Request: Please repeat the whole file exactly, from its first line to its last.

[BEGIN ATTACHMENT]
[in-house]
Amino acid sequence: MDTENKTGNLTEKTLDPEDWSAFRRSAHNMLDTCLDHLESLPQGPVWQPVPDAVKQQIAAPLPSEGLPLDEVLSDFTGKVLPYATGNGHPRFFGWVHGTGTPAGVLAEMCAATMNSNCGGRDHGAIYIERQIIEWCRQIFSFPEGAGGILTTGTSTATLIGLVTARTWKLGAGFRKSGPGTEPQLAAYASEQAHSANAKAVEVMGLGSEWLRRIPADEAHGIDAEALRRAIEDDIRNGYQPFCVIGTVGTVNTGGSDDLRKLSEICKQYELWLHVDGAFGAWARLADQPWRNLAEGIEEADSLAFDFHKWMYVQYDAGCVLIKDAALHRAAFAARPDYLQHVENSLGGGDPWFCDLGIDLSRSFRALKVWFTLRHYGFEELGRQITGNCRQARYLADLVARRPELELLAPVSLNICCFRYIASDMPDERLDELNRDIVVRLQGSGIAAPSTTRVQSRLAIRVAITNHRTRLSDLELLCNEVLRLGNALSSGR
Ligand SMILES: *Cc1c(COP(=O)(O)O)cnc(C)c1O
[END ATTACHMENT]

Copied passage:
[in-house]
Amino acid sequence: MDTENKTGNLTEKTLDPEDWSAFRRSAHNMLDTCLDHLESLPQGPVWQPVPDAVKQQIAAPLPSEGLPLDEVLSDFTGKVLPYATGNGHPRFFGWVHGTGTPAGVLAEMCAATMNSNCGGRDHGAIYIERQIIEWCRQIFSFPEGAGGILTTGTSTATLIGLVTARTWKLGAGFRKSGPGTEPQLAAYASEQAHSANAKAVEVMGLGSEWLRRIPADEAHGIDAEALRRAIEDDIRNGYQPFCVIGTVGTVNTGGSDDLRKLSEICKQYELWLHVDGAFGAWARLADQPWRNLAEGIEEADSLAFDFHKWMYVQYDAGCVLIKDAALHRAAFAARPDYLQHVENSLGGGDPWFCDLGIDLSRSFRALKVWFTLRHYGFEELGRQITGNCRQARYLADLVARRPELELLAPVSLNICCFRYIASDMPDERLDELNRDIVVRLQGSGIAAPSTTRVQSRLAIRVAITNHRTRLSDLELLCNEVLRLGNALSSGR
Ligand SMILES: *Cc1c(COP(=O)(O)O)cnc(C)c1O